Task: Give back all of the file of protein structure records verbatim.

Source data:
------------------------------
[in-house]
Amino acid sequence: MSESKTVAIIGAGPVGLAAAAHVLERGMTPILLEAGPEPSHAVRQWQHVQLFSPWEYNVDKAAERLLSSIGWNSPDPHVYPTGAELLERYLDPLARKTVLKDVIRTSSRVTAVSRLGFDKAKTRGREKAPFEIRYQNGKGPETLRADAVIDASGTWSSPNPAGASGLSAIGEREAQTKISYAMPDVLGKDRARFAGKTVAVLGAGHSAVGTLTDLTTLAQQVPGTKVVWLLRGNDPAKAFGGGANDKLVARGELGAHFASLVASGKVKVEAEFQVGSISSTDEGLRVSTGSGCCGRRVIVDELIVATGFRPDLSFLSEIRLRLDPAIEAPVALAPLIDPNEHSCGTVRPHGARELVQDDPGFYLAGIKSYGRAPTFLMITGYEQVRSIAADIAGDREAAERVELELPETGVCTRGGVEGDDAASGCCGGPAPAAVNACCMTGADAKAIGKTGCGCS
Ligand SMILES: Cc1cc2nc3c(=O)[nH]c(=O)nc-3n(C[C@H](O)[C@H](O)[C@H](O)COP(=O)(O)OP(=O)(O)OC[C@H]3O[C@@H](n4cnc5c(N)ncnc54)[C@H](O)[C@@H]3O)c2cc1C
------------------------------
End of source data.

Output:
[in-house]
Amino acid sequence: MSESKTVAIIGAGPVGLAAAAHVLERGMTPILLEAGPEPSHAVRQWQHVQLFSPWEYNVDKAAERLLSSIGWNSPDPHVYPTGAELLERYLDPLARKTVLKDVIRTSSRVTAVSRLGFDKAKTRGREKAPFEIRYQNGKGPETLRADAVIDASGTWSSPNPAGASGLSAIGEREAQTKISYAMPDVLGKDRARFAGKTVAVLGAGHSAVGTLTDLTTLAQQVPGTKVVWLLRGNDPAKAFGGGANDKLVARGELGAHFASLVASGKVKVEAEFQVGSISSTDEGLRVSTGSGCCGRRVIVDELIVATGFRPDLSFLSEIRLRLDPAIEAPVALAPLIDPNEHSCGTVRPHGARELVQDDPGFYLAGIKSYGRAPTFLMITGYEQVRSIAADIAGDREAAERVELELPETGVCTRGGVEGDDAASGCCGGPAPAAVNACCMTGADAKAIGKTGCGCS
Ligand SMILES: Cc1cc2nc3c(=O)[nH]c(=O)nc-3n(C[C@H](O)[C@H](O)[C@H](O)COP(=O)(O)OP(=O)(O)OC[C@H]3O[C@@H](n4cnc5c(N)ncnc54)[C@H](O)[C@@H]3O)c2cc1C